7. Rappaport, Jordan & Sachs, Jeffrey D, 2003. "The United States as a Coastal Nation," Journal of Economic Growth, Springer, vol. 8(1), pages 5-46, March.
    8. Leamer, Edward E. & Maul, Hugo & Rodriguez, Sergio & Schott, Peter K., 1999. "Does natural resource abundance increase Latin American income inequality?," Journal of Development Economics, Elsevier, vol. 59(1), pages 3-42, June.
    9. Edward L. Glaeser & Glenn Ellison, 1999. "The Geographic Concentration of Industry: Does Natural Advantage Explain Agglomeration?," American Economic Review, American Economic Association, vol. 89(2), pages 311-316, May.
    10. Dornbusch, Rudiger & Fischer, Stanley & Samuelson, Paul A, 1977. "Comparative Advantage, Trade, and Payments in a Ricardian Model with a Continuum of Goods," American Economic Review, American Economic Association, vol. 67(5), pages 823-839, December.
    11. Chong Xiang, 2005. "New Goods and the Relative Demand for Skilled Labor," The Review of Economics and Statistics, MIT Press, vol. 87(2), pages 285-298, May.
    12. Lumsden, Keith G & Petersen, Craig H, 1975. "The Effect of Right-to-Work Laws on Unionization in the United States," Journal of Political Economy, University of Chicago Press, vol. 83(6), pages 1237-1248, December.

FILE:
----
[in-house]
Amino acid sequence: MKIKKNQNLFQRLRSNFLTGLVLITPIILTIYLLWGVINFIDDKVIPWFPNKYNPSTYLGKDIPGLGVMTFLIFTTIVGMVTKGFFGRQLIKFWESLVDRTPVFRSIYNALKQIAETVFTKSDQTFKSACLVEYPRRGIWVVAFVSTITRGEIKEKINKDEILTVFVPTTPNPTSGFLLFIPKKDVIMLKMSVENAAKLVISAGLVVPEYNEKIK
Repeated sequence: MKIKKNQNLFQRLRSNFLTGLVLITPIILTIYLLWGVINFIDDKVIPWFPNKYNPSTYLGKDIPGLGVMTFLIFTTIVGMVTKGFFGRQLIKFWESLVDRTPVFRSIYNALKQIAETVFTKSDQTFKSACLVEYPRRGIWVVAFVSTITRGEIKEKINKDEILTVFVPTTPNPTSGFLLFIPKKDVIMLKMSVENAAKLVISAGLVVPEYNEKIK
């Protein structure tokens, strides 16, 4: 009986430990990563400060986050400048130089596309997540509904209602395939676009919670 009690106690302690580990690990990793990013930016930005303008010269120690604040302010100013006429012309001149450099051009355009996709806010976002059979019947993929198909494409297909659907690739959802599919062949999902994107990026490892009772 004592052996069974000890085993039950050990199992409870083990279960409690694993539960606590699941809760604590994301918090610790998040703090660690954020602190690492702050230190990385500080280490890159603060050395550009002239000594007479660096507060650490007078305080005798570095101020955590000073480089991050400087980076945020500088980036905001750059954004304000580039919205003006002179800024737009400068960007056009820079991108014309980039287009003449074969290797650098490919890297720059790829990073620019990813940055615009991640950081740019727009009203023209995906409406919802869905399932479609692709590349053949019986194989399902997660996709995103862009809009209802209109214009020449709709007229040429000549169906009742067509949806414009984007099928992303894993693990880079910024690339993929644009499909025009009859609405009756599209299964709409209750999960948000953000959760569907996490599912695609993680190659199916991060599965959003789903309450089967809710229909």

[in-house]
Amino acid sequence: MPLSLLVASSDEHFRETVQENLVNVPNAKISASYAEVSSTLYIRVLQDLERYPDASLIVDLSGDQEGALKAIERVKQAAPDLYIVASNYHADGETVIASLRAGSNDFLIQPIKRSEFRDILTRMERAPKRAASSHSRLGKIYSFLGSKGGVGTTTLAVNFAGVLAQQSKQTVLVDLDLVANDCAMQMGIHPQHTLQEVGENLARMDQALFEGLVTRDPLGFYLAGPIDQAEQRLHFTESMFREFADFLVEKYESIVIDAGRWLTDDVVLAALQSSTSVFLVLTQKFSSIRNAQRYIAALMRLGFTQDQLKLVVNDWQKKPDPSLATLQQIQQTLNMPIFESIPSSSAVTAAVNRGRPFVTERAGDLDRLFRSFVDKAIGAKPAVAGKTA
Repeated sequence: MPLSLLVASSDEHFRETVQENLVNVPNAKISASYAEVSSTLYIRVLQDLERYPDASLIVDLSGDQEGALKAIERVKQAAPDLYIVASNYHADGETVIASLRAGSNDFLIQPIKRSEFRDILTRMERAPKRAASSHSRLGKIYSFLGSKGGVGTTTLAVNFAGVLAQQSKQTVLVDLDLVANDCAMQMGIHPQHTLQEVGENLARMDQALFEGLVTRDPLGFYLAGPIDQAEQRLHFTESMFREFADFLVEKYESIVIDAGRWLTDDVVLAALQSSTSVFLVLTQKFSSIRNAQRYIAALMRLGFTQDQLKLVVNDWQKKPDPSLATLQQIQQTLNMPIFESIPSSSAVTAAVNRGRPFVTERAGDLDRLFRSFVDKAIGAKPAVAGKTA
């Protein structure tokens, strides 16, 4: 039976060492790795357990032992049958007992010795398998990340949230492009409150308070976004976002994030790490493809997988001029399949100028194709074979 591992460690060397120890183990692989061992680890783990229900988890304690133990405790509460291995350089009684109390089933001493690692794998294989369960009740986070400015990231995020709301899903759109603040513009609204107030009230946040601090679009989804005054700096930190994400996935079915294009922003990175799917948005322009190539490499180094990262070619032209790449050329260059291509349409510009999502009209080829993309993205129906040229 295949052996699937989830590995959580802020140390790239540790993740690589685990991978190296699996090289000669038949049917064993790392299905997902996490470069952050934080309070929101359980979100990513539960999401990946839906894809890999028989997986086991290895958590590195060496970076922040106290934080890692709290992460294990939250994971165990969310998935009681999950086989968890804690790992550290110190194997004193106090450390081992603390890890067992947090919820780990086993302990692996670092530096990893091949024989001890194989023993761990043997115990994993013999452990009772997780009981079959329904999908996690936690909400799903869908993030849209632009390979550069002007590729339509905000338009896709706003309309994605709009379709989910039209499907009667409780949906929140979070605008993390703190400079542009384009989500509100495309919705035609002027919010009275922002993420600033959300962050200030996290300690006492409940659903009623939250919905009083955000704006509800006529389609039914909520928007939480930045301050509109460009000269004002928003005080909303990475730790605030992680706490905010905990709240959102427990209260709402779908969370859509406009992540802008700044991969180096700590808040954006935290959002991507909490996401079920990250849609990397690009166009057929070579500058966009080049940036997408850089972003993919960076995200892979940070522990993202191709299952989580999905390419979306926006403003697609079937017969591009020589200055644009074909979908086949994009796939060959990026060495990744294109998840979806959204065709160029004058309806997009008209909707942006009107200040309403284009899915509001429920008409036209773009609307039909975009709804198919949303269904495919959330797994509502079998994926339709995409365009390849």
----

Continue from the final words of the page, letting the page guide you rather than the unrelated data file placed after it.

13. Oded Galor & Omer Moav & Dietrich Vollrath, 2004. "Land Inequality and the Origin of Divergence and Overtaking in the Growth Process," GE, Growth, Math methods 0410004, University Library of Munich, Germany.
    14. Matsuyama, Kiminori, 1992. "Agricultural productivity, comparative advantage, and economic growth," Journal of Economic Theory, Elsevier, vol. 58(2), pages 317-334, December.
    15. Kiminori Matsuyama, 2007. "Beyond Icebergs: Towards a Theory of Biased Globalization," Review of Economic Studies, Oxford University Press, vol. 74(1), pages 237-253.
    16. Philip R. Lane & Aaron Tornell, 1999. "The Voracity Effect," American Economic Review, American Economic Association, vol. 89(1), pages 22-46, March.
    17. Xiang, Chong, 2007. "New goods and the skill premium," Journal of International Economics, Elsevier, vol. 71(1), pages 133-147, March.
    18. Corden, W Max & Neary, J Peter, 1982. "Booming Sector and De-Industrialisation in a Small Open Economy," Economic Journal, Royal Economic Society, vol. 92(368), pages 825-848, December.
    19. Sachs, Jeffrey D. & Warner, Andrew M., 2001. "The curse of natural resources," European Economic Review, Elsevier, vol. 45(4-6), pages 827-838, May.
    Full references (including those not matched with items on IDEAS)

    Citations

    Citations are extracted by the CitEc Project, subscribe to its RSS feed for this item.
    as


    Cited by:

    1. Guy Michaels, 2011. "The Long Term Consequences of Resource‐Based Specialisation," Economic Journal, Royal Economic Society, vol. 121(551), pages 31-57, March.
    2. Collier, Paul & Goderis, Benedikt, 2012. "Commodity prices and growth: An empirical investigation," European Economic Review, Elsevier, vol. 56(6), pages 1241-1260.